Bulletin of Mathematical Biology

, Volume 66, Issue 2, pp 301–340 | Cite as

Qualitative simulation of genetic regulatory networks using piecewise-linear models

  • Hidde de Jong
  • Jean-Luc Gouzé
  • Céline Hernandez
  • Michel Page
  • Tewfik Sari
  • Johannes Geiselmann
Article

Abstract

In order to cope with the large amounts of data that have become available in genomics, mathematical tools for the analysis of networks of interactions between genes, proteins, and other molecules are indispensable. We present a method for the qualitative simulation of genetic regulatory networks, based on a class of piecewise-linear (PL) differential equations that has been well-studied in mathematical biology. The simulation method is well-adapted to state-of-the-art measurement techniques in genomics, which often provide qualitative and coarse-grained descriptions of genetic regulatory networks. Given a qualitative model of a genetic regulatory network, consisting of a system of PL differential equations and inequality constraints on the parameter values, the method produces a graph of qualitative states and transitions between qualitative states, summarizing the qualitative dynamics of the system. The qualitative simulation method has been implemented in Java in the computer tool Genetic Network Analyzer.

Preview

Unable to display preview. Download preview PDF.

Unable to display preview. Download preview PDF.

References

  1. Alur, R., C. Belta, F. Ivančíc V. Kumar, M. Mintz, G. J. Pappas, H. Rubin and J. Schlug (2001). Hybrid modeling and simulation of biomolecular networks, in Hybrid Systems: Computation and Control (HSCC 2001), Lecture Notes in Computer Science 2034, M. D. Di Benedetto and A. Sangiovanni-Vincentelli (Eds), Berlin: Springer, pp. 19–32.Google Scholar
  2. Alves, R. and M. A. Savageau (2000a). Comparing systemic properties of ensembles of biological networks by graphical and statistical methods. Bioinformatics 16, 527–533.CrossRefGoogle Scholar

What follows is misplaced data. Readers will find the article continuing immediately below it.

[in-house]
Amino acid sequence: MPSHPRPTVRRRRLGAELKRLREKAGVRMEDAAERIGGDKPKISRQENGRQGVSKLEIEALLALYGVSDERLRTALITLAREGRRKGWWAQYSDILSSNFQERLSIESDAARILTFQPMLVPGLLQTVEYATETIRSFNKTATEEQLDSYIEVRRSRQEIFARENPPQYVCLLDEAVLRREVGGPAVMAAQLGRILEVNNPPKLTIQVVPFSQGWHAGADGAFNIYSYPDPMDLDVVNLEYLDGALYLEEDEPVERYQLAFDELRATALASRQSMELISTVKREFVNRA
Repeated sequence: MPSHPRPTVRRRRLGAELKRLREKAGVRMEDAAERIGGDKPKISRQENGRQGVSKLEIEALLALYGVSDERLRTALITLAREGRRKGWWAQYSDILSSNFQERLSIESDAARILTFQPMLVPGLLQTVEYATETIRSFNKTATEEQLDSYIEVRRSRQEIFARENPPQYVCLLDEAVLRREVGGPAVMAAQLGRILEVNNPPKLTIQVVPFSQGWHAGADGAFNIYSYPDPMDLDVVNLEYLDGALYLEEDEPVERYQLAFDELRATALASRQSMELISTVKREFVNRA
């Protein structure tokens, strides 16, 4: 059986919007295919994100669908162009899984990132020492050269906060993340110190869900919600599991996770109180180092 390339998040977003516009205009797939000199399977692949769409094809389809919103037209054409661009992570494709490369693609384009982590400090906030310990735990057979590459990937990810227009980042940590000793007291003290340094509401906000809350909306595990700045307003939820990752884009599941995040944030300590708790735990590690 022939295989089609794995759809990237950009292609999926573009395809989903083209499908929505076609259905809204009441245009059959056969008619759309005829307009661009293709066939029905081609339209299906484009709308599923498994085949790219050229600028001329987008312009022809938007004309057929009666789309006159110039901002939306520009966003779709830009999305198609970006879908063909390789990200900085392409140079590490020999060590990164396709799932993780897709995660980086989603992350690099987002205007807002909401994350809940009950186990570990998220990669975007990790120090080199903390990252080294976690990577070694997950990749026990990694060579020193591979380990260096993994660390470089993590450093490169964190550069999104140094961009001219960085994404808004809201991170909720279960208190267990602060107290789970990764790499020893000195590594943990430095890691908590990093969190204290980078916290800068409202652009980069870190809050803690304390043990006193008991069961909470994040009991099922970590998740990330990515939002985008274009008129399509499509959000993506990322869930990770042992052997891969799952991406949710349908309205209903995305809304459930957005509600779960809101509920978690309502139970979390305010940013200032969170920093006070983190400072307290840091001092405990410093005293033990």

3. Alves, R. and M. A. Savageau (2000b). Systemic properties of ensembles of metabolic networks: application of graphical and statistical methods to simple unbranched pathways. Bioinformatics 16, 534–547.CrossRefGoogle Scholar
  4. Barkai, N. and S. Leibler (1997). Robustness in simple biochemical networks. Nature 387, 913–917.CrossRefGoogle Scholar
  5. Becskei, A. and L. Serrano (2000). Engineering stability in gene networks by autoregulation. Nature 405, 590–591.CrossRefGoogle Scholar
  6. Ben-Hur, A. and H. T. Siegelmann (2001). Computation in gene networks, in Machines, Computations, and Universality: Third International Conference (MCU 2001), Lecture Notes in Computer Science 2055, M. Margenstern and Y. Rogozhin (Eds), Berlin: Springer, pp. 11–24.Google Scholar
  7. Cherry, J. L. and F. R. Adler (2000). How to make a biological switch. J. Theor. Biol. 203, 117–133.CrossRefGoogle Scholar
  8. de Jong, H. (2002). Modeling and simulation of genetic regulatory systems: a literature review. J. Comput. Biol. 9, 69–105.Google Scholar
  9. de Jong, H., M. Page, C. Hernandez and J. Geiselmann (2001). Qualitative simulation of genetic regulatory networks: method and application, in Proc. Seventeenth Int. Joint Conf. Artif. Intell., IJCAI-01, B. Nebel (Ed.), San Mateo, CA: Morgan Kaufmann, pp. 67–73.Google Scholar
  10. de Jong, H., J.-L. Gouzé, C. Hernandez, M. Page, T. Sari and H. Geiselmann (2002). Qualitative simulation of genetic regulatory networks using piecewise-linear models. Technical Report RR-4407, INRIA.Google Scholar
  11. de Jong, H., J. Geiselmann, G. Batt, C. Hernandez and M. Page (2003a). Qualitative simulation of the initiation of sporulation in Bacillus subtilis. Bull. Math. Biol. (this volume).Google Scholar